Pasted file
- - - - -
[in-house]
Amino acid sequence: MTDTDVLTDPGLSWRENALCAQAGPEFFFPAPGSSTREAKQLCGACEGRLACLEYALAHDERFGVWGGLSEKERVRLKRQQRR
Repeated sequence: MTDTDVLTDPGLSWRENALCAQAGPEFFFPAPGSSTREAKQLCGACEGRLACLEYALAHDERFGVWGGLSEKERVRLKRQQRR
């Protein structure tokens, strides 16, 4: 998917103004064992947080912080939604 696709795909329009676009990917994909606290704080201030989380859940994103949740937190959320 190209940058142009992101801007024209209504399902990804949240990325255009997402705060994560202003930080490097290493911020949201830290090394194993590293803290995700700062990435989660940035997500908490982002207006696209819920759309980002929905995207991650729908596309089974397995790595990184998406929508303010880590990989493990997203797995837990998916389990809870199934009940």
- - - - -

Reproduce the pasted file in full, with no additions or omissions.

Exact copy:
[in-house]
Amino acid sequence: MTDTDVLTDPGLSWRENALCAQAGPEFFFPAPGSSTREAKQLCGACEGRLACLEYALAHDERFGVWGGLSEKERVRLKRQQRR
Repeated sequence: MTDTDVLTDPGLSWRENALCAQAGPEFFFPAPGSSTREAKQLCGACEGRLACLEYALAHDERFGVWGGLSEKERVRLKRQQRR
């Protein structure tokens, strides 16, 4: 998917103004064992947080912080939604 696709795909329009676009990917994909606290704080201030989380859940994103949740937190959320 190209940058142009992101801007024209209504399902990804949240990325255009997402705060994560202003930080490097290493911020949201830290090394194993590293803290995700700062990435989660940035997500908490982002207006696209819920759309980002929905995207991650729908596309089974397995790595990184998406929508303010880590990989493990997203797995837990998916389990809870199934009940």